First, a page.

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STS retreat 2010

Marin Headlands Institute, CA


        The 2010 "Innovations" STS Retreat will be held
Wednesday June 16 - Friday June 18 at the Marin Headlands Institute. 



During our first day of retreat each participant will have 3 MINUTES
to introduce themselves, their current project, goals and challenges.
Everyone can use UP TO 2 POWERPOINT SLIDES to illustrate points, or
show some photographic material from your fieldwork. You can also
consider preparing a text to read during the 3 minute presentation.
During the previous retreats this method was very useful to know about
each others’ work. Please send your slides to this email address 
(cal.sts.network@gmail.com) by FRIDAY JUNE 11 at 5PM. 
We will put together one long slideshow to
minimize PC/MAC computer switching problems.

Grad-Faculty Workshop:

The first evening (Wednesday) will be devoted to grad students getting
feedback on their ongoing projects from faculty and other grads.  In
order to facilitate this, we are adapting a format used quite
successfully by the “association of political and legal anthropology”.
In our version, we would like each graduate student to prepare one
single-spaced page that summarizes their research project focusing on
the challenges that doing this type of research poses for them. They
can focus on theoretical or methodological issues they are facing.
These summaries should be sent to this same address by Friday, June 11
at 5PM and will be
made available to the other participants. We will do our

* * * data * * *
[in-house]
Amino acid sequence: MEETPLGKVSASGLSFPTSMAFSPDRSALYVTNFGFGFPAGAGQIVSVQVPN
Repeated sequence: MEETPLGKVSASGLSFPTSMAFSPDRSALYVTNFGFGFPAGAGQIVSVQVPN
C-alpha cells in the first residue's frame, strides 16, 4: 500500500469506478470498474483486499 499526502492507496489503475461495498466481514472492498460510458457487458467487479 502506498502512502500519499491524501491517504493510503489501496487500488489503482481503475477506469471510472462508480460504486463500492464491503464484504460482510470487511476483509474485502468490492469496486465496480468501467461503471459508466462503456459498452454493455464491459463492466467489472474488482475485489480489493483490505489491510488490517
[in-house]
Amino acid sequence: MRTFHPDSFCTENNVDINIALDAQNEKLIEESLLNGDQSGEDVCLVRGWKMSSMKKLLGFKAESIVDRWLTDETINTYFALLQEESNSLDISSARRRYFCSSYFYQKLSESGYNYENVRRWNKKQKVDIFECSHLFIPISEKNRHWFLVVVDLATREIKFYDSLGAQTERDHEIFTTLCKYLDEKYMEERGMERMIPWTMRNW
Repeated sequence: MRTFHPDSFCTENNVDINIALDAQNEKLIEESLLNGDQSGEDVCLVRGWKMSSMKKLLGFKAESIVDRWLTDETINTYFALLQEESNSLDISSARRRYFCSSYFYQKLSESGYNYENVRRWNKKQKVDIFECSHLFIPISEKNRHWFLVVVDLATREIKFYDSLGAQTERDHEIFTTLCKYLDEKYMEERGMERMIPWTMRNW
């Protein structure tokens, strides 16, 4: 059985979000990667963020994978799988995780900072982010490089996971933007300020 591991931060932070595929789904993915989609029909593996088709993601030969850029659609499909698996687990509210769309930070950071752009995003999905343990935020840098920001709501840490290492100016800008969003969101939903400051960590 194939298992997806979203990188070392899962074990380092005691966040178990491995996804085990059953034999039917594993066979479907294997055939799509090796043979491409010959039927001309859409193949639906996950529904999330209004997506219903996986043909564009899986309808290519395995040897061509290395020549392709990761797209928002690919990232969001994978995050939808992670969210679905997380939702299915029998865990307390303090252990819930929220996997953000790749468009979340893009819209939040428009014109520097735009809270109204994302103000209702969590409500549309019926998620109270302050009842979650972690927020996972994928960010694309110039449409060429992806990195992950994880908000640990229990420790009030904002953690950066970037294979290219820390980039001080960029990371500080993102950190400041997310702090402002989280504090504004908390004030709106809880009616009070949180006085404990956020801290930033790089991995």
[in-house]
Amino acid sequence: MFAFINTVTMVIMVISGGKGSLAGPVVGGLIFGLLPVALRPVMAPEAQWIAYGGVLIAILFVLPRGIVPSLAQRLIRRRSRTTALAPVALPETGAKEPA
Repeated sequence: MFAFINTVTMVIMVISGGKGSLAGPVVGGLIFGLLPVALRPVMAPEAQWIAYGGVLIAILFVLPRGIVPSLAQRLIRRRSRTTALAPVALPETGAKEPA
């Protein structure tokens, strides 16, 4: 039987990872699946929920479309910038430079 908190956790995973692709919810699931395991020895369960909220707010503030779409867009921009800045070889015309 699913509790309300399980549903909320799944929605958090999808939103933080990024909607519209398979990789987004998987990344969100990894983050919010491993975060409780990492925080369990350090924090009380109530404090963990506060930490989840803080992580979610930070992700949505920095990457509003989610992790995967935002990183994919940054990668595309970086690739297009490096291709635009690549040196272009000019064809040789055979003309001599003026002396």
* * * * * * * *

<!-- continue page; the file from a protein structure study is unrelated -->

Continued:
best to
 divide grads and faculty into a small set of groups that maximizes
 number of faculty unfamiliar with the grads they are commenting on.
Then we will have small-group conversation and feedback for each of
the students that will broaden both the networks of everyone and the
STS perspectives brought to bear on future work. Once in the workshop,
each student will have a couple of minutes to provide more background
information, or provide other information that is not in the summary.
After that, faculty participants will provide feedback to the student,
and if there is enough time, the other students will also participate
in the discussion.  At the end of each slot of 15-20 minutes, students
will have had focused feedback from faculty members and fellow
students which hopefully will provide ideas on how to manage the
challenges they are facing in their project development.

Accommodations and dietary needs:

We want to remind you that this is dorm-style accommodations and so
if you think you might want to stay off-site please let us know as soon
as possible because it will affect our reservation. Check out the
Headlands Site for more details
In the past the dorms have been fine (and almost entirely ours so more
or less private). If you did not complete the survey AND have a dietary
please let us know. 

Packing recommendations:

(   )  Foot gear (sturdy, ankle supporting, preferably waterproof)
(   )  Rain gear
(   )  Hat, gloves or mittens
(   )  Jacket (A lightweight lined parka with a hood is a good choice)
(   )  Sweater (Wool is best)
(   )  Sunglasses
(   )  Small flashlight
(   )  Camera and film
(   )  Water bottle
(   ) Warm sleeping bag
(   ) Pillow
(   ) Pajamas
(   ) Bath Towel
(   ) Alarm clock
(   ) Toiletries (toothbrush, toothpaste, soap, washcloth etc.)
(   ) Quarters for washers and dryers, laundry soap


We will begin the retreat with lunch on Wednesday June 16 and will
have events scheduled until lunch on Friday. If you think you will
not be be there for one or both lunches (and did not complete the survey about this),
please let us know.
 At the end of this email you will find information about
the workshops (and the other homework!). 



12:30-1:30 p.m.:           Lunch
2:00-5:00 p.m.:             Introductions: 3 minute project descriptions
5:00-6:00 p.m.:             Nature Walks! 
6:00-7:00 p.m.:             Dinner
8:00-9:30 p.m.:             Dissertation Workshops (Information to follow)
8:00-9:00 a.m.:             Breakfast!
10:00-12:00 a.m.:          Workshop:  (Information to follow)